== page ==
ABATE is supposed to stand for the ideals of motorcycle rights, including freedom of expression and association. To ban motorcycle club colors at an ABATE event is antithetical to these ideals and runs counter to the historical origins of ABATE and the motorcycle rights movement.
Club members started ABATE in most states. Currently, many patch holders are members of ABATE and regularly attend ABATE functions in many states. Clubs and ABATE are also working together well in many states and even at the federal level.
The Motorcycle Riders Foundation (MRF), an organization largely made up of ABATE chapters nationwide, is committed to combating motorcycle profiling and discrimination against motorcycle club colors. In 2015, ABATE of Pa. was advocating for HB 1580, an anti- motorcycle profiling bill that 47 legislators sponsored. How can the current ABATE of Pa. be so far oﬀ the mark relative to their own advocacy in 2015, the rest of the country, the movement’s mission, and constitutional liberties?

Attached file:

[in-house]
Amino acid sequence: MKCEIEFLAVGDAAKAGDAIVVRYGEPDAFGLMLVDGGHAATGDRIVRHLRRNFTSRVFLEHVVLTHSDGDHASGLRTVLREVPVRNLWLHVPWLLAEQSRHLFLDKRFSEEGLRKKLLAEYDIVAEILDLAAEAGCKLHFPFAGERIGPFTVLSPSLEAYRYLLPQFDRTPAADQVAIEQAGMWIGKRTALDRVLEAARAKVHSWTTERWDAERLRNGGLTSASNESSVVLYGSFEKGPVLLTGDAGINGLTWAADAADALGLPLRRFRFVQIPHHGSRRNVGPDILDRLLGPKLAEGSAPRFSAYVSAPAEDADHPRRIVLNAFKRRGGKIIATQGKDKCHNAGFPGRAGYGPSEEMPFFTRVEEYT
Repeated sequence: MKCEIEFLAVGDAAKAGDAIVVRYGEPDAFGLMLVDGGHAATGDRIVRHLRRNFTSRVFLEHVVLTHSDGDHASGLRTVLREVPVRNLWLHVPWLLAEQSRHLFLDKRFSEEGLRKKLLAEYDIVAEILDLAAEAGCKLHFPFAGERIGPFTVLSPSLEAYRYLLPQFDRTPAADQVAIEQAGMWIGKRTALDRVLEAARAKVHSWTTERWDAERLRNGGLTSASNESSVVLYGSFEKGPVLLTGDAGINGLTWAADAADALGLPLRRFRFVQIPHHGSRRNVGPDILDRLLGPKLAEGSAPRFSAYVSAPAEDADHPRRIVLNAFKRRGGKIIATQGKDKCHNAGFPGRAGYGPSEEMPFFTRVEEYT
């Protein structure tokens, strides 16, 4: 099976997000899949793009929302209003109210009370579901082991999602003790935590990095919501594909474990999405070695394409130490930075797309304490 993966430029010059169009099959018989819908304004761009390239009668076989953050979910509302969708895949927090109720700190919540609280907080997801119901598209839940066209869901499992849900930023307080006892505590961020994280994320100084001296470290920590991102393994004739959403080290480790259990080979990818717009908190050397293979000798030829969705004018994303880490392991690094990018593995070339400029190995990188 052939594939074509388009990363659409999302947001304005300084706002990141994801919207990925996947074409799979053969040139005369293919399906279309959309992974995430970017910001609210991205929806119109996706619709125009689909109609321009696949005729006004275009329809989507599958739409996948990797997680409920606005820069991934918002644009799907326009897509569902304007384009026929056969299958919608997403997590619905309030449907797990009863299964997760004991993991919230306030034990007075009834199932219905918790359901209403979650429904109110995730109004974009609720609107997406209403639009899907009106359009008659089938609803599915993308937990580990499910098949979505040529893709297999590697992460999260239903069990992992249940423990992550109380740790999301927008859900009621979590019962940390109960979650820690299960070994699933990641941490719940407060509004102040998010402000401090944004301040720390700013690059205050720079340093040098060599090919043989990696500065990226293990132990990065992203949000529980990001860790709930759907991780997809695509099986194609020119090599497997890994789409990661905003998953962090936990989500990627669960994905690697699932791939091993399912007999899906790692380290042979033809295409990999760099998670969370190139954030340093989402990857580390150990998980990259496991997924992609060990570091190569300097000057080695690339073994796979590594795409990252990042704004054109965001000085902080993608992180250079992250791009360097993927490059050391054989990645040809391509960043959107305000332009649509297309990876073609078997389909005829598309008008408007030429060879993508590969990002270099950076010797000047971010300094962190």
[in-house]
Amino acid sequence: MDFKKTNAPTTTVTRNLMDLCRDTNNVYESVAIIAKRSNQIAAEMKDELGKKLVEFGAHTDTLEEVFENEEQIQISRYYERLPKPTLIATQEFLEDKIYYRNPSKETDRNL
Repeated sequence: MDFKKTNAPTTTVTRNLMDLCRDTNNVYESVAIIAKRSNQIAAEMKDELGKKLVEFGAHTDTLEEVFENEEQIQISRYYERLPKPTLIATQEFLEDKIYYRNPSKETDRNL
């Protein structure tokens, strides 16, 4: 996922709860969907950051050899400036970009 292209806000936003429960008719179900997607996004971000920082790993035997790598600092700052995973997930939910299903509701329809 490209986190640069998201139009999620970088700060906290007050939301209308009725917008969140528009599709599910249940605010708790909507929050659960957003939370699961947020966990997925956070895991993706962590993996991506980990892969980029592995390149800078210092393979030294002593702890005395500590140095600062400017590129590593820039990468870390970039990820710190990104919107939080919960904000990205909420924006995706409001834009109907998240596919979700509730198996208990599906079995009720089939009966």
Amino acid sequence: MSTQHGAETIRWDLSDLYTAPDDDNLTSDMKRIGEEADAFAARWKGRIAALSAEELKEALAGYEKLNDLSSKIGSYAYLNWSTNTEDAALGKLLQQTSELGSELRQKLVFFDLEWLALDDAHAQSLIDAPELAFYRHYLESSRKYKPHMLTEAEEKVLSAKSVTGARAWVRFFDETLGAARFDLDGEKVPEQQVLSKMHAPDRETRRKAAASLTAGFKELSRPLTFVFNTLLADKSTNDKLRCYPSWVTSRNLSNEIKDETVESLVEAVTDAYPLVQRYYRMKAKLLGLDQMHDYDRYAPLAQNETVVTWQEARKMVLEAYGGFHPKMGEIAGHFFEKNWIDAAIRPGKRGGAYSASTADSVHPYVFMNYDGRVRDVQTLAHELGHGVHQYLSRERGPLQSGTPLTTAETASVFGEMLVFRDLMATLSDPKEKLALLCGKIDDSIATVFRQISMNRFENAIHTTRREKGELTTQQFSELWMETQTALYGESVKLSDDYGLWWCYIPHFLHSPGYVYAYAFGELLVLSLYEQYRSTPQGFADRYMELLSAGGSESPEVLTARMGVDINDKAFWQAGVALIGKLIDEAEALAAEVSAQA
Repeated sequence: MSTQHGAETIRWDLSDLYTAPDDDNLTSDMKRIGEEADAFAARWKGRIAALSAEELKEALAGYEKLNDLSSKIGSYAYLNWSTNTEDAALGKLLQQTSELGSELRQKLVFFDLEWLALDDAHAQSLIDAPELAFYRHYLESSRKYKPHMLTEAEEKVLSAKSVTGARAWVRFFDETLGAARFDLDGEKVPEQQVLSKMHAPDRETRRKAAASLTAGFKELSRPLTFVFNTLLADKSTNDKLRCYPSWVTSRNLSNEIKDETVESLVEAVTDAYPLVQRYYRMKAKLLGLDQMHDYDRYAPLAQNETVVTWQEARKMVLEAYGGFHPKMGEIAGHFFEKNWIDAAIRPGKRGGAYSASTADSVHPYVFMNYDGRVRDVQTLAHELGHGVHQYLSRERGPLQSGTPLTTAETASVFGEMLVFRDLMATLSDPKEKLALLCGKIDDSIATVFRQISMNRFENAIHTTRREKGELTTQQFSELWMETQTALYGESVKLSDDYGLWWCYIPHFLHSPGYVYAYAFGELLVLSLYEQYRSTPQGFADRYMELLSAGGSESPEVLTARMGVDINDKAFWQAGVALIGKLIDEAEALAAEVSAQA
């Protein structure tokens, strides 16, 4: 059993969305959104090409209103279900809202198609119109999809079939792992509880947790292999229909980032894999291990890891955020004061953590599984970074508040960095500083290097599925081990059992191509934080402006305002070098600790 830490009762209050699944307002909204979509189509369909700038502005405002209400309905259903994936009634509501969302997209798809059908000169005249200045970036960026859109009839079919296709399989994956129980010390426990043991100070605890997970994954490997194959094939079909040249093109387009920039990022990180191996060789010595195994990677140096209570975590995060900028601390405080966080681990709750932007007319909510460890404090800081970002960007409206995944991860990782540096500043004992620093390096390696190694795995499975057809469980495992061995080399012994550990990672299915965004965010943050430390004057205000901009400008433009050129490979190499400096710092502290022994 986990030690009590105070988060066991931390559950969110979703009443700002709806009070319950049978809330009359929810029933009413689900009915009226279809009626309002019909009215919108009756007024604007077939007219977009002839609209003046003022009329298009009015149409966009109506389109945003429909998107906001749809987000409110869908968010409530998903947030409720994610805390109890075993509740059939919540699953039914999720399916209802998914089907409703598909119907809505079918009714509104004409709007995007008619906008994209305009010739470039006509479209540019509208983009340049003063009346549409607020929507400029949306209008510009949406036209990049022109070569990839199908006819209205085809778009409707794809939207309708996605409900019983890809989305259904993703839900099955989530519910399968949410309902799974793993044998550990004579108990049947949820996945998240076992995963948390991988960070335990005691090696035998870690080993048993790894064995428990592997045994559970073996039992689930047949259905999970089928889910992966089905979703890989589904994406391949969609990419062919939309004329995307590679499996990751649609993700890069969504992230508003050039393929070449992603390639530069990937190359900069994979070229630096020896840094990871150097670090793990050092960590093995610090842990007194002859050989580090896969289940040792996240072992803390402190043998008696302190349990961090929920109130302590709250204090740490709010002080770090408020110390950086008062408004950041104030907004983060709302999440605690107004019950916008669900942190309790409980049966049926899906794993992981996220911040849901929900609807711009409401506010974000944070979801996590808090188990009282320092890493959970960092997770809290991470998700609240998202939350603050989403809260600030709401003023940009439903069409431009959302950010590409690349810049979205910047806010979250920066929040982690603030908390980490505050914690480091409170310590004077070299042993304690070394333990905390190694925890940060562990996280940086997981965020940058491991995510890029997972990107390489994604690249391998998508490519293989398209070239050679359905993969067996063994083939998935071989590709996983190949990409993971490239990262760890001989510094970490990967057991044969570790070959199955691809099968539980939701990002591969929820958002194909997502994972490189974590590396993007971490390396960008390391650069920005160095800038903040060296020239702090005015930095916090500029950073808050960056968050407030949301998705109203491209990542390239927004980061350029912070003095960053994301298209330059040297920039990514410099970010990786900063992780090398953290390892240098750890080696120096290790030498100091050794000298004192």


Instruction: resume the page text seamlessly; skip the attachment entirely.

The MPP has worked with independents and ABATE members all over America that are passionately dedicated to fighting discrimination. Motorcycle profiling and discrimination is a motorcycling problem, not just a club problem. The MPP is appalled that an ABATE event in any state would ban motorcycle club colors or that a paying membership would not stand up and immediately demand a change in policy.
It’s bad enough having to combat government and law enforcement discrimination. But when an organization that exists to educate and protect the rights of motorcyclists turns their back on motorcycle clubs it is a sign that something is very wrong in Pennsylvania.
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